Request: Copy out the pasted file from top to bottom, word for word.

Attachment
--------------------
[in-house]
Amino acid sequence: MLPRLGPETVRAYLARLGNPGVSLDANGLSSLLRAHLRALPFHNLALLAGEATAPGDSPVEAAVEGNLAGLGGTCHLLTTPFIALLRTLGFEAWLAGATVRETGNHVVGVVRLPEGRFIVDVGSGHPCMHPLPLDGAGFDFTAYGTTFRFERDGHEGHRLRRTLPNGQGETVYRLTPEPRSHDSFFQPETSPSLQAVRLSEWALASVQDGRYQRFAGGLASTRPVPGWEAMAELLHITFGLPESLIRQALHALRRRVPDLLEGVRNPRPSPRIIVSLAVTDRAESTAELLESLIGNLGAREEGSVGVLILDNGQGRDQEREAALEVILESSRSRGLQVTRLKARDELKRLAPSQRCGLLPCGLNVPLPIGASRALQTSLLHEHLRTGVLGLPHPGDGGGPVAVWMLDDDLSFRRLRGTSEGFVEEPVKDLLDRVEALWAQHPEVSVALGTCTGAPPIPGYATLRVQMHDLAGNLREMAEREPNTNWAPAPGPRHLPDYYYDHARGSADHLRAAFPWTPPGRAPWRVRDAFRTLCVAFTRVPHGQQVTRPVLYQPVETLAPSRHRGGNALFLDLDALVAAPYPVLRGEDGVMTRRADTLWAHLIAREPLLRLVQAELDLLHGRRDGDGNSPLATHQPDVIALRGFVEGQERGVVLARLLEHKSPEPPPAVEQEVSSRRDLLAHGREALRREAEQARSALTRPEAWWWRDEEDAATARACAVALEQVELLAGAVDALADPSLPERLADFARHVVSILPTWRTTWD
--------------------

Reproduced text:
[in-house]
Amino acid sequence: MLPRLGPETVRAYLARLGNPGVSLDANGLSSLLRAHLRALPFHNLALLAGEATAPGDSPVEAAVEGNLAGLGGTCHLLTTPFIALLRTLGFEAWLAGATVRETGNHVVGVVRLPEGRFIVDVGSGHPCMHPLPLDGAGFDFTAYGTTFRFERDGHEGHRLRRTLPNGQGETVYRLTPEPRSHDSFFQPETSPSLQAVRLSEWALASVQDGRYQRFAGGLASTRPVPGWEAMAELLHITFGLPESLIRQALHALRRRVPDLLEGVRNPRPSPRIIVSLAVTDRAESTAELLESLIGNLGAREEGSVGVLILDNGQGRDQEREAALEVILESSRSRGLQVTRLKARDELKRLAPSQRCGLLPCGLNVPLPIGASRALQTSLLHEHLRTGVLGLPHPGDGGGPVAVWMLDDDLSFRRLRGTSEGFVEEPVKDLLDRVEALWAQHPEVSVALGTCTGAPPIPGYATLRVQMHDLAGNLREMAEREPNTNWAPAPGPRHLPDYYYDHARGSADHLRAAFPWTPPGRAPWRVRDAFRTLCVAFTRVPHGQQVTRPVLYQPVETLAPSRHRGGNALFLDLDALVAAPYPVLRGEDGVMTRRADTLWAHLIAREPLLRLVQAELDLLHGRRDGDGNSPLATHQPDVIALRGFVEGQERGVVLARLLEHKSPEPPPAVEQEVSSRRDLLAHGREALRREAEQARSALTRPEAWWWRDEEDAATARACAVALEQVELLAGAVDALADPSLPERLADFARHVVSILPTWRTTWD